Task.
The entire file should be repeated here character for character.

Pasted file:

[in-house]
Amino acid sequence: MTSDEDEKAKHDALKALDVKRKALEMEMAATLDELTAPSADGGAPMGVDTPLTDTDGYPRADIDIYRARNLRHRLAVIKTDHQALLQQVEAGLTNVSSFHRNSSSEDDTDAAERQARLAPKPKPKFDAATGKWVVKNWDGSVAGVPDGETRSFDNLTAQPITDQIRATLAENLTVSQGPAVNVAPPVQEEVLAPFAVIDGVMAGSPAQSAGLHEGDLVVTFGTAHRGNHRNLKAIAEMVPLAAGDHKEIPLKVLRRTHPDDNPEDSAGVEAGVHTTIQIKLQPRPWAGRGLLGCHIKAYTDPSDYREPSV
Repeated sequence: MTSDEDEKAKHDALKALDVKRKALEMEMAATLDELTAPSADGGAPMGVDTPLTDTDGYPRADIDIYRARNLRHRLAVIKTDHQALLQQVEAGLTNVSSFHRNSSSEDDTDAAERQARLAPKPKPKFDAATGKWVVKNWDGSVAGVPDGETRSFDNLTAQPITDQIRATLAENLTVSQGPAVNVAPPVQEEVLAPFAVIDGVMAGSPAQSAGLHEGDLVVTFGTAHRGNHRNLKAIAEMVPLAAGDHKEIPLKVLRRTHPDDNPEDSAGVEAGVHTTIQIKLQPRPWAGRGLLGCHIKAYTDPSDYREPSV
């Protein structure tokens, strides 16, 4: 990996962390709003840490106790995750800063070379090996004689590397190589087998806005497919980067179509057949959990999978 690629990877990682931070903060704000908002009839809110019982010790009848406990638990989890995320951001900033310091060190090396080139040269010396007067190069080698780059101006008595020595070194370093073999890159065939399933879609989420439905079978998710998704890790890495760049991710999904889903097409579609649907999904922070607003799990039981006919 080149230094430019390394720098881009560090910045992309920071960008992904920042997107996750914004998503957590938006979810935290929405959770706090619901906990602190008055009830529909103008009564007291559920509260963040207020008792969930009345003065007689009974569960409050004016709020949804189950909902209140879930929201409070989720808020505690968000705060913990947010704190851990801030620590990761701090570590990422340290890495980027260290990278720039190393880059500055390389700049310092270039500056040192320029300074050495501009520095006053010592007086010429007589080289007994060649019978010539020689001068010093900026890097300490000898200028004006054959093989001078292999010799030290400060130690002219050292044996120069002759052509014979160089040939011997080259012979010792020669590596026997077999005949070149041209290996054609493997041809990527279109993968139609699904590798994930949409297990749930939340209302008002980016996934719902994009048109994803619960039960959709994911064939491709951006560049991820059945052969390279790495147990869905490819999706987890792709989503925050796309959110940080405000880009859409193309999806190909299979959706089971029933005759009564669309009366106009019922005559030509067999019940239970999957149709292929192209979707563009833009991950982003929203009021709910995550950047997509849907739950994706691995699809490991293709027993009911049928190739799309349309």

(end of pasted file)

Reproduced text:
[in-house]
Amino acid sequence: MTSDEDEKAKHDALKALDVKRKALEMEMAATLDELTAPSADGGAPMGVDTPLTDTDGYPRADIDIYRARNLRHRLAVIKTDHQALLQQVEAGLTNVSSFHRNSSSEDDTDAAERQARLAPKPKPKFDAATGKWVVKNWDGSVAGVPDGETRSFDNLTAQPITDQIRATLAENLTVSQGPAVNVAPPVQEEVLAPFAVIDGVMAGSPAQSAGLHEGDLVVTFGTAHRGNHRNLKAIAEMVPLAAGDHKEIPLKVLRRTHPDDNPEDSAGVEAGVHTTIQIKLQPRPWAGRGLLGCHIKAYTDPSDYREPSV
Repeated sequence: MTSDEDEKAKHDALKALDVKRKALEMEMAATLDELTAPSADGGAPMGVDTPLTDTDGYPRADIDIYRARNLRHRLAVIKTDHQALLQQVEAGLTNVSSFHRNSSSEDDTDAAERQARLAPKPKPKFDAATGKWVVKNWDGSVAGVPDGETRSFDNLTAQPITDQIRATLAENLTVSQGPAVNVAPPVQEEVLAPFAVIDGVMAGSPAQSAGLHEGDLVVTFGTAHRGNHRNLKAIAEMVPLAAGDHKEIPLKVLRRTHPDDNPEDSAGVEAGVHTTIQIKLQPRPWAGRGLLGCHIKAYTDPSDYREPSV
């Protein structure tokens, strides 16, 4: 990996962390709003840490106790995750800063070379090996004689590397190589087998806005497919980067179509057949959990999978 690629990877990682931070903060704000908002009839809110019982010790009848406990638990989890995320951001900033310091060190090396080139040269010396007067190069080698780059101006008595020595070194370093073999890159065939399933879609989420439905079978998710998704890790890495760049991710999904889903097409579609649907999904922070607003799990039981006919 080149230094430019390394720098881009560090910045992309920071960008992904920042997107996750914004998503957590938006979810935290929405959770706090619901906990602190008055009830529909103008009564007291559920509260963040207020008792969930009345003065007689009974569960409050004016709020949804189950909902209140879930929201409070989720808020505690968000705060913990947010704190851990801030620590990761701090570590990422340290890495980027260290990278720039190393880059500055390389700049310092270039500056040192320029300074050495501009520095006053010592007086010429007589080289007994060649019978010539020689001068010093900026890097300490000898200028004006054959093989001078292999010799030290400060130690002219050292044996120069002759052509014979160089040939011997080259012979010792020669590596026997077999005949070149041209290996054609493997041809990527279109993968139609699904590798994930949409297990749930939340209302008002980016996934719902994009048109994803619960039960959709994911064939491709951006560049991820059945052969390279790495147990869905490819999706987890792709989503925050796309959110940080405000880009859409193309999806190909299979959706089971029933005759009564669309009366106009019922005559030509067999019940239970999957149709292929192209979707563009833009991950982003929203009021709910995550950047997509849907739950994706691995699809490991293709027993009911049928190739799309349309």